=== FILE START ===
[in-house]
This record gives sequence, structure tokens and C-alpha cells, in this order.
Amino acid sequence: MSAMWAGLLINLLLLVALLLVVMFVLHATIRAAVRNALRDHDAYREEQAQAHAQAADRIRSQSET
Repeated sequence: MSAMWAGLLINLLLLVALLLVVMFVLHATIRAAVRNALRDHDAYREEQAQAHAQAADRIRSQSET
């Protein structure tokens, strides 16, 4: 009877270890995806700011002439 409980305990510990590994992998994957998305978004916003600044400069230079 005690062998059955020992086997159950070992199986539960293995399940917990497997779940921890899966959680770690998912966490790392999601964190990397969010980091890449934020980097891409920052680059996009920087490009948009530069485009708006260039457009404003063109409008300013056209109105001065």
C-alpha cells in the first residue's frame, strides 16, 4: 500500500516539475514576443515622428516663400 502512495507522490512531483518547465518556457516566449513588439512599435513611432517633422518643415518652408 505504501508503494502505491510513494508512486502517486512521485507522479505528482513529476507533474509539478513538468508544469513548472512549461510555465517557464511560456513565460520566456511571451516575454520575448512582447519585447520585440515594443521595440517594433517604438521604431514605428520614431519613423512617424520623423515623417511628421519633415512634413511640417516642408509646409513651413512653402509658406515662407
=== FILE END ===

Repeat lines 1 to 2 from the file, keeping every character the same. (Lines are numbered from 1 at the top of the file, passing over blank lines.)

[in-house]
This record gives sequence, structure tokens and C-alpha cells, in this order.